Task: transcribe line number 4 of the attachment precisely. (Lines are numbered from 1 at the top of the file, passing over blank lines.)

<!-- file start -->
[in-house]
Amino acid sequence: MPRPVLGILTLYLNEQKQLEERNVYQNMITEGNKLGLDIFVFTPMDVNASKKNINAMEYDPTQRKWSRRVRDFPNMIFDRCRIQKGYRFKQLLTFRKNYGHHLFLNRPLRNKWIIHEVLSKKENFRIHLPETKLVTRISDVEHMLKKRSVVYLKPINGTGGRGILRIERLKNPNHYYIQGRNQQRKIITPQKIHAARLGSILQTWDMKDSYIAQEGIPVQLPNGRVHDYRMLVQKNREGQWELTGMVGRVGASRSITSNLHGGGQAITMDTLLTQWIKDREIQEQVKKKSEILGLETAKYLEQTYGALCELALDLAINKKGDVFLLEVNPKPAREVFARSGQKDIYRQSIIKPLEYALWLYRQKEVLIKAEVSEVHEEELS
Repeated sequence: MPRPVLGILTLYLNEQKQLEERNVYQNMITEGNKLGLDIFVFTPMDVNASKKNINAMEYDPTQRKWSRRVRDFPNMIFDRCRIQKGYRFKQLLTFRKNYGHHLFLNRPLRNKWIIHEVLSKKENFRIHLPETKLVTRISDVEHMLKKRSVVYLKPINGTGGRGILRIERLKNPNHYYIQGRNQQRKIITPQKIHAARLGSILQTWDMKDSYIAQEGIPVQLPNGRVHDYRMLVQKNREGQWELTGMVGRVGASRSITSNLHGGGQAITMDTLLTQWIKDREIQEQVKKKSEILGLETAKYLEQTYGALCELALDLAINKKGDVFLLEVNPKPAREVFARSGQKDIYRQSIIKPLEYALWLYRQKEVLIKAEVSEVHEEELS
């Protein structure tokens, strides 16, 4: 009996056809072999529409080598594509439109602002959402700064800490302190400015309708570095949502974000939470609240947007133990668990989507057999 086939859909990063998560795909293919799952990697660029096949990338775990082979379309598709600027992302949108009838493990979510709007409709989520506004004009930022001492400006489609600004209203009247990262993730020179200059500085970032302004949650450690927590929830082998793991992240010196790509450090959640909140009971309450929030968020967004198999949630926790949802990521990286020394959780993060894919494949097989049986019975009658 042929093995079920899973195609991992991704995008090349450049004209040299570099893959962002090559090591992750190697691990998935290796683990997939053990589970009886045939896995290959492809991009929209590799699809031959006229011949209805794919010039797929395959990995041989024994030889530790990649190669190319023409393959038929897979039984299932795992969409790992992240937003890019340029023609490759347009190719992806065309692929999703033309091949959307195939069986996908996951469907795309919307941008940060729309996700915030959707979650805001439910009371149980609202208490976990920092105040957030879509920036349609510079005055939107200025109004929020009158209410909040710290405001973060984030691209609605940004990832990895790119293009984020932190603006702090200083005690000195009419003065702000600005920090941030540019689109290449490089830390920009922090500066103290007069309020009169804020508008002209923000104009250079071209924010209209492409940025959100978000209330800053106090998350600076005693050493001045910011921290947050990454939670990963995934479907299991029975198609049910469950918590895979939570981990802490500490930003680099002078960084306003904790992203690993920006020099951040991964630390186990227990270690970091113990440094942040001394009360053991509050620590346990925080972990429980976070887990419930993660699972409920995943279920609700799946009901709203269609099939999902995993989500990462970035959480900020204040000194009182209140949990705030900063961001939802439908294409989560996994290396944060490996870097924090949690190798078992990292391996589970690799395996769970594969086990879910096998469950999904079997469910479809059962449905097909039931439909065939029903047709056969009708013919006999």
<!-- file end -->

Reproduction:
């Protein structure tokens, strides 16, 4: 009996056809072999529409080598594509439109602002959402700064800490302190400015309708570095949502974000939470609240947007133990668990989507057999 086939859909990063998560795909293919799952990697660029096949990338775990082979379309598709600027992302949108009838493990979510709007409709989520506004004009930022001492400006489609600004209203009247990262993730020179200059500085970032302004949650450690927590929830082998793991992240010196790509450090959640909140009971309450929030968020967004198999949630926790949802990521990286020394959780993060894919494949097989049986019975009658 042929093995079920899973195609991992991704995008090349450049004209040299570099893959962002090559090591992750190697691990998935290796683990997939053990589970009886045939896995290959492809991009929209590799699809031959006229011949209805794919010039797929395959990995041989024994030889530790990649190669190319023409393959038929897979039984299932795992969409790992992240937003890019340029023609490759347009190719992806065309692929999703033309091949959307195939069986996908996951469907795309919307941008940060729309996700915030959707979650805001439910009371149980609202208490976990920092105040957030879509920036349609510079005055939107200025109004929020009158209410909040710290405001973060984030691209609605940004990832990895790119293009984020932190603006702090200083005690000195009419003065702000600005920090941030540019689109290449490089830390920009922090500066103290007069309020009169804020508008002209923000104009250079071209924010209209492409940025959100978000209330800053106090998350600076005693050493001045910011921290947050990454939670990963995934479907299991029975198609049910469950918590895979939570981990802490500490930003680099002078960084306003904790992203690993920006020099951040991964630390186990227990270690970091113990440094942040001394009360053991509050620590346990925080972990429980976070887990419930993660699972409920995943279920609700799946009901709203269609099939999902995993989500990462970035959480900020204040000194009182209140949990705030900063961001939802439908294409989560996994290396944060490996870097924090949690190798078992990292391996589970690799395996769970594969086990879910096998469950999904079997469910479809059962449905097909039931439909065939029903047709056969009708013919006999």